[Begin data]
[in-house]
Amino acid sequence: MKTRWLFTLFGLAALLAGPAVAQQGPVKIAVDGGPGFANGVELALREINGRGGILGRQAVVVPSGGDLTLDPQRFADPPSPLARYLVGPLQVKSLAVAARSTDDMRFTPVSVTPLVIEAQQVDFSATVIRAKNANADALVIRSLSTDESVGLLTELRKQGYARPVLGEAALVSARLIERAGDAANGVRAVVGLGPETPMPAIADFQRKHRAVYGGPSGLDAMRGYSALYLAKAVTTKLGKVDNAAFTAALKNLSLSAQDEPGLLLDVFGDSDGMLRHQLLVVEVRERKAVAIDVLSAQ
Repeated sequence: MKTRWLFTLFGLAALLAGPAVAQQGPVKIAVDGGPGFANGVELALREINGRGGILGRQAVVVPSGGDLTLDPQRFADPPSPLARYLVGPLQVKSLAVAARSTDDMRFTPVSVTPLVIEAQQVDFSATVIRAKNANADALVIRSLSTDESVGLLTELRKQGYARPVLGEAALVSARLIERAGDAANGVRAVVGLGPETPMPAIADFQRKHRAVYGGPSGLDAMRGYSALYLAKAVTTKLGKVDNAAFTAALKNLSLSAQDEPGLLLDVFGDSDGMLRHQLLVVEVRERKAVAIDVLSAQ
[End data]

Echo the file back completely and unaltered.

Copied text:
[in-house]
Amino acid sequence: MKTRWLFTLFGLAALLAGPAVAQQGPVKIAVDGGPGFANGVELALREINGRGGILGRQAVVVPSGGDLTLDPQRFADPPSPLARYLVGPLQVKSLAVAARSTDDMRFTPVSVTPLVIEAQQVDFSATVIRAKNANADALVIRSLSTDESVGLLTELRKQGYARPVLGEAALVSARLIERAGDAANGVRAVVGLGPETPMPAIADFQRKHRAVYGGPSGLDAMRGYSALYLAKAVTTKLGKVDNAAFTAALKNLSLSAQDEPGLLLDVFGDSDGMLRHQLLVVEVRERKAVAIDVLSAQ
Repeated sequence: MKTRWLFTLFGLAALLAGPAVAQQGPVKIAVDGGPGFANGVELALREINGRGGILGRQAVVVPSGGDLTLDPQRFADPPSPLARYLVGPLQVKSLAVAARSTDDMRFTPVSVTPLVIEAQQVDFSATVIRAKNANADALVIRSLSTDESVGLLTELRKQGYARPVLGEAALVSARLIERAGDAANGVRAVVGLGPETPMPAIADFQRKHRAVYGGPSGLDAMRGYSALYLAKAVTTKLGKVDNAAFTAALKNLSLSAQDEPGLLLDVFGDSDGMLRHQLLVVEVRERKAVAIDVLSAQ